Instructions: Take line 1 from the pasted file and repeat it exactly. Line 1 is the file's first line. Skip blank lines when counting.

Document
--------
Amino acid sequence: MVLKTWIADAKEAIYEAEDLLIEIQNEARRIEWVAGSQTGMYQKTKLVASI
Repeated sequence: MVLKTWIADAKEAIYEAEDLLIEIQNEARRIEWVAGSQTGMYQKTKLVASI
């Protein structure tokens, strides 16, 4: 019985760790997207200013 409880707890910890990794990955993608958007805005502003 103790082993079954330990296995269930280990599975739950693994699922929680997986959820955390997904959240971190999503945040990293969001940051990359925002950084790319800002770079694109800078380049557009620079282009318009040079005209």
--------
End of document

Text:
Amino acid sequence: MVLKTWIADAKEAIYEAEDLLIEIQNEARRIEWVAGSQTGMYQKTKLVASI